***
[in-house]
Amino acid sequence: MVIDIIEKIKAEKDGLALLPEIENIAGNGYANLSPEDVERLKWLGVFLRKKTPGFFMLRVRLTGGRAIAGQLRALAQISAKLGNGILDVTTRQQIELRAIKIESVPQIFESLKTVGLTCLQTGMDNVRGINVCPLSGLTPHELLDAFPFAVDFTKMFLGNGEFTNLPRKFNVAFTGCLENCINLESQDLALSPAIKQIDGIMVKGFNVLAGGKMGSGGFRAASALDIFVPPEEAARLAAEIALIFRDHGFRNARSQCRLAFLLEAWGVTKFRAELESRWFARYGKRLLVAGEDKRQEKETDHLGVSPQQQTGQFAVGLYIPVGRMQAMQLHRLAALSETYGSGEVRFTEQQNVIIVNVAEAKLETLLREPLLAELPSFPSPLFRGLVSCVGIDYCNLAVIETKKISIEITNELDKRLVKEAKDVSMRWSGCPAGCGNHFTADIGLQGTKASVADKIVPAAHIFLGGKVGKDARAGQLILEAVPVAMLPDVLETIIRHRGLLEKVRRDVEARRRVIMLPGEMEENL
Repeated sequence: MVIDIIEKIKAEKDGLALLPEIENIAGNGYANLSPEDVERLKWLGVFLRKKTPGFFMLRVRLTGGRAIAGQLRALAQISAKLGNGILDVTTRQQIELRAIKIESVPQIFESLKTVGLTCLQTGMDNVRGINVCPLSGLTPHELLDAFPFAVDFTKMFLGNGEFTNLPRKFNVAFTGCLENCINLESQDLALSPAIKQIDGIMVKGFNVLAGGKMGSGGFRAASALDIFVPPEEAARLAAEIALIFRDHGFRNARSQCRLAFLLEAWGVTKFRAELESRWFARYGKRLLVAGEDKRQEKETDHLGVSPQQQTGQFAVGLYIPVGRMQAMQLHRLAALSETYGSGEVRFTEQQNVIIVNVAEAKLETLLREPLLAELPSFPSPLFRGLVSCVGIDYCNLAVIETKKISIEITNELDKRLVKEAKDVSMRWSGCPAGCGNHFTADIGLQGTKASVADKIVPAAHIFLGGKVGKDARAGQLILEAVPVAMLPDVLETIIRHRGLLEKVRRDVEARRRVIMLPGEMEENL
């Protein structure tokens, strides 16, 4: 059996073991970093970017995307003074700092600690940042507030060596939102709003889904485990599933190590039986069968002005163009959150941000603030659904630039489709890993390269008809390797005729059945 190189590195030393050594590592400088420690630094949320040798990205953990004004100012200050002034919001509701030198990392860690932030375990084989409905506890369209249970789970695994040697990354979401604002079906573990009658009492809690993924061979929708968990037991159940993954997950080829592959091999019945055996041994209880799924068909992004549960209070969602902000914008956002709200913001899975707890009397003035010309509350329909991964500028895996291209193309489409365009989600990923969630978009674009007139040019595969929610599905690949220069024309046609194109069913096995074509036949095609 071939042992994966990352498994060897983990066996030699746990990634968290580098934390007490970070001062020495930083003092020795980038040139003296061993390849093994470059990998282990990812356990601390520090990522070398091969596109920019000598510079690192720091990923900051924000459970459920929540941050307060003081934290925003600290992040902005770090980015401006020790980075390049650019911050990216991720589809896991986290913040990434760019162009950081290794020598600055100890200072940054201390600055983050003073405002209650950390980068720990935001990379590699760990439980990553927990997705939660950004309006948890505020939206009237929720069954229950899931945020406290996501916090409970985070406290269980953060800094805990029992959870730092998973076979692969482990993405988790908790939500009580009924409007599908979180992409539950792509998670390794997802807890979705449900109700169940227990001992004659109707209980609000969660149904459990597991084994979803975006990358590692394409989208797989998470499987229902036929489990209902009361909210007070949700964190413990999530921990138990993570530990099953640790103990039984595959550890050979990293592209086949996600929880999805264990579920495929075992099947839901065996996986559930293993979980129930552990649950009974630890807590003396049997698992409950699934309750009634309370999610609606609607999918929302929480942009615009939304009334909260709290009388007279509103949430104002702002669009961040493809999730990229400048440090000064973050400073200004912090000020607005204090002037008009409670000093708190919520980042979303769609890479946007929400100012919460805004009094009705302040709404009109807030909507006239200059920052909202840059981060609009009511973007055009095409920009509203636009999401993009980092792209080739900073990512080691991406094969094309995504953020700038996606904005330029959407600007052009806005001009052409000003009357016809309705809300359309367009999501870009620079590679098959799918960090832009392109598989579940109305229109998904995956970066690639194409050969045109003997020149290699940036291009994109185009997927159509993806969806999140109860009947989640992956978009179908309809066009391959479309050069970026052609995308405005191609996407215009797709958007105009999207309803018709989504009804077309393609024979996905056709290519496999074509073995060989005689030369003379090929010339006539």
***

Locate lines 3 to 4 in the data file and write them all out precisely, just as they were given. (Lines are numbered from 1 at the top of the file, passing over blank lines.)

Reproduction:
Repeated sequence: MVIDIIEKIKAEKDGLALLPEIENIAGNGYANLSPEDVERLKWLGVFLRKKTPGFFMLRVRLTGGRAIAGQLRALAQISAKLGNGILDVTTRQQIELRAIKIESVPQIFESLKTVGLTCLQTGMDNVRGINVCPLSGLTPHELLDAFPFAVDFTKMFLGNGEFTNLPRKFNVAFTGCLENCINLESQDLALSPAIKQIDGIMVKGFNVLAGGKMGSGGFRAASALDIFVPPEEAARLAAEIALIFRDHGFRNARSQCRLAFLLEAWGVTKFRAELESRWFARYGKRLLVAGEDKRQEKETDHLGVSPQQQTGQFAVGLYIPVGRMQAMQLHRLAALSETYGSGEVRFTEQQNVIIVNVAEAKLETLLREPLLAELPSFPSPLFRGLVSCVGIDYCNLAVIETKKISIEITNELDKRLVKEAKDVSMRWSGCPAGCGNHFTADIGLQGTKASVADKIVPAAHIFLGGKVGKDARAGQLILEAVPVAMLPDVLETIIRHRGLLEKVRRDVEARRRVIMLPGEMEENL
């Protein structure tokens, strides 16, 4: 059996073991970093970017995307003074700092600690940042507030060596939102709003889904485990599933190590039986069968002005163009959150941000603030659904630039489709890993390269008809390797005729059945 190189590195030393050594590592400088420690630094949320040798990205953990004004100012200050002034919001509701030198990392860690932030375990084989409905506890369209249970789970695994040697990354979401604002079906573990009658009492809690993924061979929708968990037991159940993954997950080829592959091999019945055996041994209880799924068909992004549960209070969602902000914008956002709200913001899975707890009397003035010309509350329909991964500028895996291209193309489409365009989600990923969630978009674009007139040019595969929610599905690949220069024309046609194109069913096995074509036949095609 071939042992994966990352498994060897983990066996030699746990990634968290580098934390007490970070001062020495930083003092020795980038040139003296061993390849093994470059990998282990990812356990601390520090990522070398091969596109920019000598510079690192720091990923900051924000459970459920929540941050307060003081934290925003600290992040902005770090980015401006020790980075390049650019911050990216991720589809896991986290913040990434760019162009950081290794020598600055100890200072940054201390600055983050003073405002209650950390980068720990935001990379590699760990439980990553927990997705939660950004309006948890505020939206009237929720069954229950899931945020406290996501916090409970985070406290269980953060800094805990029992959870730092998973076979692969482990993405988790908790939500009580009924409007599908979180992409539950792509998670390794997802807890979705449900109700169940227990001992004659109707209980609000969660149904459990597991084994979803975006990358590692394409989208797989998470499987229902036929489990209902009361909210007070949700964190413990999530921990138990993570530990099953640790103990039984595959550890050979990293592209086949996600929880999805264990579920495929075992099947839901065996996986559930293993979980129930552990649950009974630890807590003396049997698992409950699934309750009634309370999610609606609607999918929302929480942009615009939304009334909260709290009388007279509103949430104002702002669009961040493809999730990229400048440090000064973050400073200004912090000020607005204090002037008009409670000093708190919520980042979303769609890479946007929400100012919460805004009094009705302040709404009109807030909507006239200059920052909202840059981060609009009511973007055009095409920009509203636009999401993009980092792209080739900073990512080691991406094969094309995504953020700038996606904005330029959407600007052009806005001009052409000003009357016809309705809300359309367009999501870009620079590679098959799918960090832009392109598989579940109305229109998904995956970066690639194409050969045109003997020149290699940036291009994109185009997927159509993806969806999140109860009947989640992956978009179908309809066009391959479309050069970026052609995308405005191609996407215009797709958007105009999207309803018709989504009804077309393609024979996905056709290519496999074509073995060989005689030369003379090929010339006539």